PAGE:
Read and Write Speeds in MB/s

Read and Write Speeds in MB/s

Gaming

I’ve already written a specific post about Gaming on Amlogic S912 TV box, and performance is clearly better than on Amlogic S905 TV boxes. The included retro gaming app “KO Gamebox” is also interesting. You can see the performance in several games in the video below.

MXQ Plus M12N Benchmarks

I’ll refer to you to the post entitled M12N Amlogic S912 TV Box Benchmarks for details, but let’s say results are disappointing, and I was expecting a larger performance jump compared to Amlogic S905 platforms.

Antutu_6_Amlogic-S912_M12N

Conclusion

MXQ Plus M12N works reasonably well with a stable and responsive firmware, good 4K video playback in Kodi, and decent gaming performance, however it feels like the device does not fully leverage Amlogic S912 processor performance based on benchmark results and video software decoding performance, and it still has some bugs like lack of HDMI audio pass-through in Kodi, and no automatic frame rate switching, problem with remembering HDMI resolution, slow WiFi, and so on.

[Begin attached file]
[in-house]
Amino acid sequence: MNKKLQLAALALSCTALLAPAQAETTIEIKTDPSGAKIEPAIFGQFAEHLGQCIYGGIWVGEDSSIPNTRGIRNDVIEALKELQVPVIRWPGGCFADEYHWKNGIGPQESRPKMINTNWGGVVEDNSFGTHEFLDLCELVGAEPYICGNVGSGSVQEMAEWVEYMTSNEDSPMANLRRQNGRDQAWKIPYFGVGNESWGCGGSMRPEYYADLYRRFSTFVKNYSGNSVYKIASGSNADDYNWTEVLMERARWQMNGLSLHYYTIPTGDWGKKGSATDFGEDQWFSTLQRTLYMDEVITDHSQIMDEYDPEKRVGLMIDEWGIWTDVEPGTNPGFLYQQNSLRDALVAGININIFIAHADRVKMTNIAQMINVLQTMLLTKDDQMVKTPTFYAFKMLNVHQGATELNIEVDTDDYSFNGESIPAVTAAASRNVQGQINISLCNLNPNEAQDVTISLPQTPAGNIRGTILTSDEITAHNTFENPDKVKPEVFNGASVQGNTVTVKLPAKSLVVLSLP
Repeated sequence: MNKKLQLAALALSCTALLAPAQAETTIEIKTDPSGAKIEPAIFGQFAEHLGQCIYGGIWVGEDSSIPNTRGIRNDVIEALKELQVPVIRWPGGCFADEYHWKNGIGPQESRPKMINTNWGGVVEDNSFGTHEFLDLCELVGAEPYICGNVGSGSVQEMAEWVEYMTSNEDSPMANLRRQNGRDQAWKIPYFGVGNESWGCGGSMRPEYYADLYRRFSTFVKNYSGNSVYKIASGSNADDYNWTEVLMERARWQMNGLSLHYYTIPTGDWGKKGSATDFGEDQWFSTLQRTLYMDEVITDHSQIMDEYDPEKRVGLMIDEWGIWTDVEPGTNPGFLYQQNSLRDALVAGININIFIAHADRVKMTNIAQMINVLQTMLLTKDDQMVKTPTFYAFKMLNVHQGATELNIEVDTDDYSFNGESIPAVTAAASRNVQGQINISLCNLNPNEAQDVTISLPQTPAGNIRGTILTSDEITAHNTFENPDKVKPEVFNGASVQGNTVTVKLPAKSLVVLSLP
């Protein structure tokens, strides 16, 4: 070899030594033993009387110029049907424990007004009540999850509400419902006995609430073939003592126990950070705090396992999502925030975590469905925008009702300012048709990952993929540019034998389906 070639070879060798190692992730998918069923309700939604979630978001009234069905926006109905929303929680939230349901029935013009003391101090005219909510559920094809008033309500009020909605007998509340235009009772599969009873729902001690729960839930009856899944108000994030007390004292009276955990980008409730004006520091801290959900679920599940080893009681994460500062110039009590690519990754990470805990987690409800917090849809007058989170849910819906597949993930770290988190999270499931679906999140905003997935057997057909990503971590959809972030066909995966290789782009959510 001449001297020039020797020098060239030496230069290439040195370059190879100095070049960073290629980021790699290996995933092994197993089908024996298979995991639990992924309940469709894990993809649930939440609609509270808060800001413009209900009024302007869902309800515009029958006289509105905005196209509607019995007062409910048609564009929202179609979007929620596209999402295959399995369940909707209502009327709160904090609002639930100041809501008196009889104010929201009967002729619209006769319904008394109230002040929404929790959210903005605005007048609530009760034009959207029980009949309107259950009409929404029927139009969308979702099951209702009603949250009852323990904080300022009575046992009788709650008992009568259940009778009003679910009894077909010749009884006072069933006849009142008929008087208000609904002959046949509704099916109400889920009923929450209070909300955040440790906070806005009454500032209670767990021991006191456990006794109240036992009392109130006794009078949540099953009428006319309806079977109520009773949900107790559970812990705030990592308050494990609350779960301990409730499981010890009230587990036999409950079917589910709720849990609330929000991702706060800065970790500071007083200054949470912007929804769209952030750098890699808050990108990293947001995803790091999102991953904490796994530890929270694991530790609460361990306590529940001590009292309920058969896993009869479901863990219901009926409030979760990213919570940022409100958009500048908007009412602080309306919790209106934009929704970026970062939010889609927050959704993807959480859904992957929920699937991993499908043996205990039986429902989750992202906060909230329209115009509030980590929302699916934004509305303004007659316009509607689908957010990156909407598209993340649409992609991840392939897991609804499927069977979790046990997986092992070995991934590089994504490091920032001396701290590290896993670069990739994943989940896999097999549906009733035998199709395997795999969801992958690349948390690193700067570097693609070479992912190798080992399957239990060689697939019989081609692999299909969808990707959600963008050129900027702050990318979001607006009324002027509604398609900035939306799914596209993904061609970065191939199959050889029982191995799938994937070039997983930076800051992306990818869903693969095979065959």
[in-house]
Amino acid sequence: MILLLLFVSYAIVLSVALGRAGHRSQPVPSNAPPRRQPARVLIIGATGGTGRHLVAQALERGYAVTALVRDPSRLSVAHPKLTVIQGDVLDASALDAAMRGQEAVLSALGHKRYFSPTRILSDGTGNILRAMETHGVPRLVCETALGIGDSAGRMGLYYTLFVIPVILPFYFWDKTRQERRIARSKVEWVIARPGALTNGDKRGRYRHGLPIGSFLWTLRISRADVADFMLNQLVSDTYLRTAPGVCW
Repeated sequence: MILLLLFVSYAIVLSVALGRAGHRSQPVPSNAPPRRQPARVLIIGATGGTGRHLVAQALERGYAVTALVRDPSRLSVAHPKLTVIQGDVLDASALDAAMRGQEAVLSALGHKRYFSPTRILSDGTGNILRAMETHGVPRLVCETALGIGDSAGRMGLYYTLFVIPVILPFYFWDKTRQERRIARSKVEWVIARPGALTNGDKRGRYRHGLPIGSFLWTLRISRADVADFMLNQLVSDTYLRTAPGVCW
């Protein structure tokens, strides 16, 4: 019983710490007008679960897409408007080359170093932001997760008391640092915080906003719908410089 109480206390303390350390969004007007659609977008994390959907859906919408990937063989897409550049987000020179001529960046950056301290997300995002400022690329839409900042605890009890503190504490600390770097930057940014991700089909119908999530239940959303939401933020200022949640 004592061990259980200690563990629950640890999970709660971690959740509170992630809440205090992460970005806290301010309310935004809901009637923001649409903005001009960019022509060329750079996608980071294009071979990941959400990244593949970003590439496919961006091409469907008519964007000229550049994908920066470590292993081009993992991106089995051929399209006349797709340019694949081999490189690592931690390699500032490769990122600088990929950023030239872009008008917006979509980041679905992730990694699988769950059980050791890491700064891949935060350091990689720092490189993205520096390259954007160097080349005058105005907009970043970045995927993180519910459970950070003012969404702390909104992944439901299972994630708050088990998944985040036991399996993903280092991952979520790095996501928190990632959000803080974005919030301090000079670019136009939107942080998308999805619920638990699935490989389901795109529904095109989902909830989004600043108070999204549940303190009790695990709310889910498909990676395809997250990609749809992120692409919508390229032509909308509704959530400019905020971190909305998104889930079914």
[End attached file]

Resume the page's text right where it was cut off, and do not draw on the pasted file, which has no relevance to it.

PROS

  • Recent, stable, responsive (most of the time) Android 6.0 firmware
  • Good 4K videos playvack for VP9, H.265 and H.264 in Kodi
  • HDMI audio pass-through for Dolby 5.1, DTS 5.1, and TrueHD 5.1 and 7.1 in Video Player/MoviePlayer
  • One of the fastest internal storage I’ve seen in any TV boxes leading to reasonably fast boot (< 30 seconds)
  • Good 3D gaming performance
  • Proper power handling, and low power off, standby, and idle power consumption
  • OTA firmware update support
  • exFAT, NTFS, and FAT32 file system support for external storage